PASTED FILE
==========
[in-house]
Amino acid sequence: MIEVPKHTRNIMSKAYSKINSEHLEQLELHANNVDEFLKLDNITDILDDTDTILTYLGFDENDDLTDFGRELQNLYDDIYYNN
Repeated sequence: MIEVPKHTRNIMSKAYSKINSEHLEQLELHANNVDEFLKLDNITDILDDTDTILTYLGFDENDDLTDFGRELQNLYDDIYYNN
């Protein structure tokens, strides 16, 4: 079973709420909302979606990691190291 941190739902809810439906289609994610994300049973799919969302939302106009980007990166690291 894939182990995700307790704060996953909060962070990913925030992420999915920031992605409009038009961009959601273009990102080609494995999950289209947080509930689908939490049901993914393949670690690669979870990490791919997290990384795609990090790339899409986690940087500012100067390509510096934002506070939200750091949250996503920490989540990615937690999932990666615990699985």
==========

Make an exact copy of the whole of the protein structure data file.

[in-house]
Amino acid sequence: MIEVPKHTRNIMSKAYSKINSEHLEQLELHANNVDEFLKLDNITDILDDTDTILTYLGFDENDDLTDFGRELQNLYDDIYYNN
Repeated sequence: MIEVPKHTRNIMSKAYSKINSEHLEQLELHANNVDEFLKLDNITDILDDTDTILTYLGFDENDDLTDFGRELQNLYDDIYYNN
């Protein structure tokens, strides 16, 4: 079973709420909302979606990691190291 941190739902809810439906289609994610994300049973799919969302939302106009980007990166690291 894939182990995700307790704060996953909060962070990913925030992420999915920031992605409009038009961009959601273009990102080609494995999950289209947080509930689908939490049901993914393949670690690669979870990490791919997290990384795609990090790339899409986690940087500012100067390509510096934002506070939200750091949250996503920490989540990615937690999932990666615990699985």